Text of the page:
Diversity in Monteverde
CIEE wants all our students to feel welcomed, supported, and empowered to succeed while studying abroad. On this page, local CIEE staff have provided details about conditions and cultural attitudes that students with specific identities might encounter at their location. The information below is just a broad overview so if you have specific questions or concerns not covered here, please email firstname.lastname@example.org. We would be glad to have local staff share their perspectives, talk with you about accommodations, connect you with resources, and/or put you in touch with a program alum who could speak about their experiences navigating a program in this location.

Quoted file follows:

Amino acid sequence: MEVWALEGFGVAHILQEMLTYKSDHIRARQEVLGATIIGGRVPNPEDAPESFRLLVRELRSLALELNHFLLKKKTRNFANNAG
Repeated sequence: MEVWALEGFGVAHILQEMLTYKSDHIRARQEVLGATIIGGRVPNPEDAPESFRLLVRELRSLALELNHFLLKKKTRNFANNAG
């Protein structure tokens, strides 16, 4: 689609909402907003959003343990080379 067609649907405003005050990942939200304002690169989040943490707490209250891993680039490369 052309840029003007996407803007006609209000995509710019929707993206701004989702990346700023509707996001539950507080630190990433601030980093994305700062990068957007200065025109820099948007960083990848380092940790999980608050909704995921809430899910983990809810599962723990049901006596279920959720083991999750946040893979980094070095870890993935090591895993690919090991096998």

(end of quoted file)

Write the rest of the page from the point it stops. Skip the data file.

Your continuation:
No matter where you choose to study abroad with CIEE, our staff—all of whom receive regular and comprehensive training in diversity, equity, and inclusion—will be on hand throughout your program to provide advice, resources, and support regarding these issues.
In general, people in Costa Rica do not treat anyone differently according to their weight or physical appearance. Occasionally, if the weight is extreme one way or another it is likely to be commented upon although not in a derogatory way. In the recent past, there has been a strong tendency to exercise, go to the gym, stay in shape, and eat healthy. It is uncommon for a person to be discriminated against because of their weight, skin color, or height. Costa Rican Labor Law has established clear directives addressing any type of discrimination.